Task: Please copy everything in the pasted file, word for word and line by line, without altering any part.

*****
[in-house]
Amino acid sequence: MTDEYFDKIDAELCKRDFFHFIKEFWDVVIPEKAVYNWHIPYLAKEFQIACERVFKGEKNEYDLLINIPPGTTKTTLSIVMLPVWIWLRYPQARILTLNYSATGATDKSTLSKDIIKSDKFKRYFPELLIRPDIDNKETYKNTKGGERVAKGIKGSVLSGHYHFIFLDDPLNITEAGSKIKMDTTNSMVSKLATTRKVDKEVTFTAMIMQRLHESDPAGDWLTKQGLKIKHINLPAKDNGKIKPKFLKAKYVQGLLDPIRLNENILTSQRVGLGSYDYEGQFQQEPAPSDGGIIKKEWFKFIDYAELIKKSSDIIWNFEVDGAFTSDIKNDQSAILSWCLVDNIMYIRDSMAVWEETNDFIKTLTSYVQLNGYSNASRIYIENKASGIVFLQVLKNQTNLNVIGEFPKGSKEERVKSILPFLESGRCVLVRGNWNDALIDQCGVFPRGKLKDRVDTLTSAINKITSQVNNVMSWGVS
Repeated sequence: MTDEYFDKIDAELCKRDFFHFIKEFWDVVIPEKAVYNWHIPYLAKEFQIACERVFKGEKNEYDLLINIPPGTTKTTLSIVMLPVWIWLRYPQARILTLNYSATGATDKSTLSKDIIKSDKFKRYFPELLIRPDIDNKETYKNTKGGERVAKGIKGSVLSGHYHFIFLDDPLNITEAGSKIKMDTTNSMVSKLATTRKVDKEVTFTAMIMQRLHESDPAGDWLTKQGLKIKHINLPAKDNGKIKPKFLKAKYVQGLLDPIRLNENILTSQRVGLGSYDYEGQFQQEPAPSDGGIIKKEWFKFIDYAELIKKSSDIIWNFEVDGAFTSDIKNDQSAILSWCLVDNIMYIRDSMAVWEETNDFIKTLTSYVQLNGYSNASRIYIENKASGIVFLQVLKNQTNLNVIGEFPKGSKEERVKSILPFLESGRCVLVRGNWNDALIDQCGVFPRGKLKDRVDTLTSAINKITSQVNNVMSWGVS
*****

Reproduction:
[in-house]
Amino acid sequence: MTDEYFDKIDAELCKRDFFHFIKEFWDVVIPEKAVYNWHIPYLAKEFQIACERVFKGEKNEYDLLINIPPGTTKTTLSIVMLPVWIWLRYPQARILTLNYSATGATDKSTLSKDIIKSDKFKRYFPELLIRPDIDNKETYKNTKGGERVAKGIKGSVLSGHYHFIFLDDPLNITEAGSKIKMDTTNSMVSKLATTRKVDKEVTFTAMIMQRLHESDPAGDWLTKQGLKIKHINLPAKDNGKIKPKFLKAKYVQGLLDPIRLNENILTSQRVGLGSYDYEGQFQQEPAPSDGGIIKKEWFKFIDYAELIKKSSDIIWNFEVDGAFTSDIKNDQSAILSWCLVDNIMYIRDSMAVWEETNDFIKTLTSYVQLNGYSNASRIYIENKASGIVFLQVLKNQTNLNVIGEFPKGSKEERVKSILPFLESGRCVLVRGNWNDALIDQCGVFPRGKLKDRVDTLTSAINKITSQVNNVMSWGVS
Repeated sequence: MTDEYFDKIDAELCKRDFFHFIKEFWDVVIPEKAVYNWHIPYLAKEFQIACERVFKGEKNEYDLLINIPPGTTKTTLSIVMLPVWIWLRYPQARILTLNYSATGATDKSTLSKDIIKSDKFKRYFPELLIRPDIDNKETYKNTKGGERVAKGIKGSVLSGHYHFIFLDDPLNITEAGSKIKMDTTNSMVSKLATTRKVDKEVTFTAMIMQRLHESDPAGDWLTKQGLKIKHINLPAKDNGKIKPKFLKAKYVQGLLDPIRLNENILTSQRVGLGSYDYEGQFQQEPAPSDGGIIKKEWFKFIDYAELIKKSSDIIWNFEVDGAFTSDIKNDQSAILSWCLVDNIMYIRDSMAVWEETNDFIKTLTSYVQLNGYSNASRIYIENKASGIVFLQVLKNQTNLNVIGEFPKGSKEERVKSILPFLESGRCVLVRGNWNDALIDQCGVFPRGKLKDRVDTLTSAINKITSQVNNVMSWGVS